Some people dislike palms because of the mess they create, however, if you choose the right variety, such as the self-cleaning Alexander Palm (Archontophoenix alexandrae), they can be one of your greatest resources. Not only do they provide a cool, shady, tropical feel, the flowers are a magnet for birds and bees (especially those of the native variety), and they are very resilient in dry weather, and they also thrive when inundated with water for long periods.
Here on The Ridge, we make use of every bit our palms. When their fronds fall, we use the leaves as an excellent source of carbon for the compost, or we cut them into small pieces to use as mulch around the veges. Once the leaves have been stripped off the frond, we use the remaining ‘mid ribs’ to make strong garden stakes. We collect lids cut from tin cans and use metal punches to stamp out the names of the plants we want to mark out and then screw the lid straight to the stake. These make very long-lasting, weatherproof labels (sometimes lasting longer than the plant itself).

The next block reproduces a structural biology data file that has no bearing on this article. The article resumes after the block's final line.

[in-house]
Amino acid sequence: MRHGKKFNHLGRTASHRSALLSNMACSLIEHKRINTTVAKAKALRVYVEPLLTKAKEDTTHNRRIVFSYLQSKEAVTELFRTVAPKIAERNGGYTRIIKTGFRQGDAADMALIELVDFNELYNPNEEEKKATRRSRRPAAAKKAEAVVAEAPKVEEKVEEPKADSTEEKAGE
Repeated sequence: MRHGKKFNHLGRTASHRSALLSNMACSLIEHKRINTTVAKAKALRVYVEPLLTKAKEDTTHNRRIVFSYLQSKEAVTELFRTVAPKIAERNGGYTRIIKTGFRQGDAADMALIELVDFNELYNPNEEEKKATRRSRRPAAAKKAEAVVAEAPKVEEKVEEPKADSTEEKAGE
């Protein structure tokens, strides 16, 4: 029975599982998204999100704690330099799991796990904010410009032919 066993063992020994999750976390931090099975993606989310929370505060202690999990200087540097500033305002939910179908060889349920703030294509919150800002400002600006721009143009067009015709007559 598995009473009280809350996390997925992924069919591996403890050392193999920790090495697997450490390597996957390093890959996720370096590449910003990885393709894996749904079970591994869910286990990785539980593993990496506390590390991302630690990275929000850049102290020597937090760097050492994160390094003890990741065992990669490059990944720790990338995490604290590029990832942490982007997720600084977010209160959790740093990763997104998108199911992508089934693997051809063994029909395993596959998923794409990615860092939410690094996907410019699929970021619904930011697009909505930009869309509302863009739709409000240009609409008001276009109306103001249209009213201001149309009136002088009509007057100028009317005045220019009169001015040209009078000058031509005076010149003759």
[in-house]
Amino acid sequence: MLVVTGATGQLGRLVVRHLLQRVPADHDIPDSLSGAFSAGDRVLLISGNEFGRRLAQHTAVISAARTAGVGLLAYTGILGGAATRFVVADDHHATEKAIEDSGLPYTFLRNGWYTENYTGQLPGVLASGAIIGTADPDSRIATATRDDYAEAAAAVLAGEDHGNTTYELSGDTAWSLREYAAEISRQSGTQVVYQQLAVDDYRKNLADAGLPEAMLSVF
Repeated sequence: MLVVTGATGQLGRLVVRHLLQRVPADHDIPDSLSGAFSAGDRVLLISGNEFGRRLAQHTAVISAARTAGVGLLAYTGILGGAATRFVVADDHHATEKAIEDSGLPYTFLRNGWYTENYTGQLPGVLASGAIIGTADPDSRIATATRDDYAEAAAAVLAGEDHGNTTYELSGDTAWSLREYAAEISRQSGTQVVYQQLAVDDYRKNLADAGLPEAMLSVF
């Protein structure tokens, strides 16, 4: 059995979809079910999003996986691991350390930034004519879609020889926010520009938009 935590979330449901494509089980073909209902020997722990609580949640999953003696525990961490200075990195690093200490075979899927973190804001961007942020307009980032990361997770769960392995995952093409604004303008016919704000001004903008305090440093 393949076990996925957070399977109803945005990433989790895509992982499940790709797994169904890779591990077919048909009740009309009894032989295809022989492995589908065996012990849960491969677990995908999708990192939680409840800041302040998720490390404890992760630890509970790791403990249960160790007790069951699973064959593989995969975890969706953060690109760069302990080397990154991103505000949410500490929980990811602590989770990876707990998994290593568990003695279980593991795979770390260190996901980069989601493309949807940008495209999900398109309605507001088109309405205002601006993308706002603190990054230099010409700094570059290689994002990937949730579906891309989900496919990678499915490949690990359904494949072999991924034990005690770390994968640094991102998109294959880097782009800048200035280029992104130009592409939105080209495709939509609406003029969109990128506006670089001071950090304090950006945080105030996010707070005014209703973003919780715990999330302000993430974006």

The inflorescence (flower spike), once dried, is a very useful material for weaving baskets, hats, platters or garden art. The leaf sheaths, creatively folded, make very strong baskets or a wrap for a bunch of flowers or herbs as a gift. The flower sheath, once fallen, can be finely stripped to make string and rope or be used for weaving.
The seeds are easily propagated and can be sold or given away as yet another resource, but the best use of all is to hang a hammock between two sturdy palms and while away the hours with a good gardening book.